Hersh thinks NSA whistle-blower Edward Snowden made surveillance into a real debate because Snowden put verifiable documents in the hands of editors who otherwise wouldn’t touch the theme. But Hersh is doubtful the revelations alone will change the course of history.

“I don’t know if it’s going to mean anything in the long [run] because the polls I see in America—the president can still say to voters ‘al-Qaida, al-Qaida’ and the public will vote two to one for this kind of surveillance, which is so idiotic,” he told The Guardian newspaper in an interview Friday.

Quite so! But that indeed is a major reason, if also not a conclusive one (and those are very rare outside pure mathematics), to hold this will get to be a lot worse before  - if ever - it gets to be any better, in  U.S. politics at least.

Here are some of the questions Seymour Hersh poses, all quite justified, in my opinion:

“Do you think Obama’s been judged by any rational standards? Has Guantanamo closed? Is a war over? Is anyone paying any attention to Iraq? Is he seriously talking about going into Syria? We are not doing so well in the 80 wars we are in right now, what the hell does he want to go into another one for. What’s going on [with journalists]?

“[H]ow does [Obama] get away with the drone programme,” he continued. “[W]hy aren’t we doing more? How does he justify it? What’s the intelligence? Why don’t we find out how good or bad this policy is? Why do newspapers constantly cite the two or three groups that monitor drone killings? Why don’t we do our own work?"

Anyway - there is more there, and it is good, though I do not see where Mr Kelly got "the hatchet" from that he has in his title: It is not to be found in the interview. All Hersh does is say: Dismiss the incompetents, which seems quite justified to me, and he is also right there are a lot of incompetents in journalism these days.

6.  Noam Chomsky: 'The Foundations of Liberty Are Ripped to Shreds'

Finally, another piece on Noam Chomsky and his opinions. It is by Steven Garbas, and I found it on AlterNet, though it seems to have originated in Satellite Magazine:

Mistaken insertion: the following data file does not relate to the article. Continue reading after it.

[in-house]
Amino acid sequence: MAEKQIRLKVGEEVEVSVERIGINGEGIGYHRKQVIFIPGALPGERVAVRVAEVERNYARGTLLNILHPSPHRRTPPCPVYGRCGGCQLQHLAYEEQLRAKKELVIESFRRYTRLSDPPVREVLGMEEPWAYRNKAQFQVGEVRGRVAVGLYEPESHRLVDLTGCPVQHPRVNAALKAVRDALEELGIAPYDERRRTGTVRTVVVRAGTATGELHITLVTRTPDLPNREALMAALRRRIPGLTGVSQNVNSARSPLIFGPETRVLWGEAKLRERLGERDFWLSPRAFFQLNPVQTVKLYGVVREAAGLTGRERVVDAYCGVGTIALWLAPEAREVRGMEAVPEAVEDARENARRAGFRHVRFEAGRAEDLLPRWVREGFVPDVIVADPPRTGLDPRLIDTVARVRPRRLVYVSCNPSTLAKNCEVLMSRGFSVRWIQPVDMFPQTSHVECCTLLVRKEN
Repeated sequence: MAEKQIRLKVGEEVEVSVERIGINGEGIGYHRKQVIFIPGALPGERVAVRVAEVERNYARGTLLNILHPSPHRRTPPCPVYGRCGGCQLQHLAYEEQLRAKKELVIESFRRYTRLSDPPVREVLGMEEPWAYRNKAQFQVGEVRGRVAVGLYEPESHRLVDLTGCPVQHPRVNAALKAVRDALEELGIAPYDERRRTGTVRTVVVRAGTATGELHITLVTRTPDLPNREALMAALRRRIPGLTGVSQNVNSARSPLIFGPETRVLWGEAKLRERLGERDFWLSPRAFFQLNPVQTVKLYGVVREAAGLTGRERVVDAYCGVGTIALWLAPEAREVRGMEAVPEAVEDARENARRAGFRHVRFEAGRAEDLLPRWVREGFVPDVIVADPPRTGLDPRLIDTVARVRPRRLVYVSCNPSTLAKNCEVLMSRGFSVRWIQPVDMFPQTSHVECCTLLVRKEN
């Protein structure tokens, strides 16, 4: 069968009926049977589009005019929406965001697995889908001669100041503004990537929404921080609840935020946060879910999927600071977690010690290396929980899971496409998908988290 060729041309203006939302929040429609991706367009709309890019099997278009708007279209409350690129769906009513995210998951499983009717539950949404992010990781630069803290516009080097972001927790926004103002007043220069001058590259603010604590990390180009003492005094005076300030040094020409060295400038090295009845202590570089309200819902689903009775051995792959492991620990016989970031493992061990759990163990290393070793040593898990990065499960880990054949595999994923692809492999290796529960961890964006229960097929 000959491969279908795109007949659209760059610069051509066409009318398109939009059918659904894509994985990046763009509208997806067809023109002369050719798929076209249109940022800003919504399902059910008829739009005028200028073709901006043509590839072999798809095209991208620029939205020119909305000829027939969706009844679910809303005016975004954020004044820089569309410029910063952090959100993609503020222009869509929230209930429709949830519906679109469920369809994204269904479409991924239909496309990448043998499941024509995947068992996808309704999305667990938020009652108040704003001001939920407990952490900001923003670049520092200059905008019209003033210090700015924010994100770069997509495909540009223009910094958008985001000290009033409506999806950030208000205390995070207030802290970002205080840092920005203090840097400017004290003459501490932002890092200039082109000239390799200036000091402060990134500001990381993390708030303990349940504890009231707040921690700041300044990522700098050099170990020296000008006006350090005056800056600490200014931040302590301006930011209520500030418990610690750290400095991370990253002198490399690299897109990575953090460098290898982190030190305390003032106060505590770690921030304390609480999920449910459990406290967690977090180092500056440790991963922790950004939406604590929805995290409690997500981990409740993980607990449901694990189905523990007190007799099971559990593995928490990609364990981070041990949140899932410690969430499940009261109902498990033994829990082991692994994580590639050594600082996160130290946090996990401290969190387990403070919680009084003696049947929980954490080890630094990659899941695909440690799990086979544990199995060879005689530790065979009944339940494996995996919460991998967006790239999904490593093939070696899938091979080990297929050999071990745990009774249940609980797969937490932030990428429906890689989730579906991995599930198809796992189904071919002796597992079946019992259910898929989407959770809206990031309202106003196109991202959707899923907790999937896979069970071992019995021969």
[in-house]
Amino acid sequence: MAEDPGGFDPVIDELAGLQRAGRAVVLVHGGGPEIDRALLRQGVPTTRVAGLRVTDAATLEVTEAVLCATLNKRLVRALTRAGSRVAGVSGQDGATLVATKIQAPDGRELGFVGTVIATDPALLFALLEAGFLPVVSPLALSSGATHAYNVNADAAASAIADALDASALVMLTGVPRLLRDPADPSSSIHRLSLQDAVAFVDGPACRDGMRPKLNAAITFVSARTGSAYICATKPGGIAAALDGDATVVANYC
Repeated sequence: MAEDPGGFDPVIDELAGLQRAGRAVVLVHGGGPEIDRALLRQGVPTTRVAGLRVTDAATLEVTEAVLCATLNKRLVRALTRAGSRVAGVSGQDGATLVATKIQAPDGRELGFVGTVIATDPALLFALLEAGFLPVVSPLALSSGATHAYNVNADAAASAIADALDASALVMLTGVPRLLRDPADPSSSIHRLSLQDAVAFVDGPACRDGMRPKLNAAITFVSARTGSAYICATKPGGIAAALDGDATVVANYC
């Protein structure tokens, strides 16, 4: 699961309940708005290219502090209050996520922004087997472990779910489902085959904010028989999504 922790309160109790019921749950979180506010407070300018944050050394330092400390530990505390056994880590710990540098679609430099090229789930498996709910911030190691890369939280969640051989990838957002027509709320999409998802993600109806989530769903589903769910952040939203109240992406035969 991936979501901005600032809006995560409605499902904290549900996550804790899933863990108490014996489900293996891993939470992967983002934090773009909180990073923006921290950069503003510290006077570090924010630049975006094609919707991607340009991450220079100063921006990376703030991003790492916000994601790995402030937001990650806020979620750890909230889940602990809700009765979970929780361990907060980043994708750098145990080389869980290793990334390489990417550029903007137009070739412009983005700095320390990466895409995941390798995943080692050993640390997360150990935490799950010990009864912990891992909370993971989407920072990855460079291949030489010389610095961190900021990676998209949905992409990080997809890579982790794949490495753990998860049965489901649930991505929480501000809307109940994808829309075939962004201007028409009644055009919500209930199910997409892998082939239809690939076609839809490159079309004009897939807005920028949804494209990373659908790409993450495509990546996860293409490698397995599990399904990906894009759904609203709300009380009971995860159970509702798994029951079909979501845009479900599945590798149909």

I just quote the beginning:

Noam Chomsky: Just driving in this morning I was listening to NPR news. The program opened by announcing, very excitedly, that the drone industry is exploding so fast that colleges are trying to catch up and opening new programs in the engineering schools and so on, and teaching drone technology because that’s what students are dying to study because of the fantastic number of jobs going on.

And it’s true.
There is a lot more on this, and Chomsky sounds rather defeated, though well within reason, since it is very probably true that the great majority will make drones and does not care much for their use, as long as it is not on them or their beloved families.

And here is the ending:
You know, I have to say, I never expected much of Obama, to tell you the truth, but the one thing that surprised me is relentless assaults on civil liberties. I just don’t understand them.
I have been thinking about the same, and one decent explanation is that he was and is a puppet from the start, or before: An attractive good talker, half black, without really great talents, but quite willing to do anything for a job that gave him a lot of power.

This must remain a guess, but it does explain a lot about his factual policies, that were quite unlike his many promises.

---------------------------------

Note


[1] Here it is necessary to insist, with Aristotle, thay the governors do not rule, or at least, should not rule: The laws rule, and the government, if good, is part of its executive power. Here I quote Aristotle from my More on stupidity, the rule of law, and Glenn Greenwald:
It is more proper that law should govern than any of the citizens: upon the same principle, if it is advantageous to place supreme power in some particular persons, they should be appointed to be only guardians, and the servant of laws.
(And I note the whole file I quote from is quite pertinent.)

About ME/CFS (that I prefer to call M.E.: The "/CFS" is added to
facilitate search machine) which is a disease that I have since 1.1. 1979:

1. Anthony Komaroff

Ten discoveries about the biology of CFS(pdf)

2. Malcolm Hooper THE MENTAL HEALTH MOVEMENT:  
PERSECUTION OF PATIENTS?
3. Hillary Johnson

The Why  (currently not available)

4. Consensus (many M.D.s) Canadian Consensus Government Report on ME (pdf - version 2003)
5. Consensus (many M.D.s) Canadian Consensus Government Report on ME (pdf - version 2011)
6. Eleanor Stein

Clinical Guidelines for Psychiatrists (pdf)

7. William Clifford The Ethics of Belief
8. Malcolm Hooper Magical Medicine (pdf)
9.
Maarten Maartensz
Resources about ME/CFS
(more resources, by many)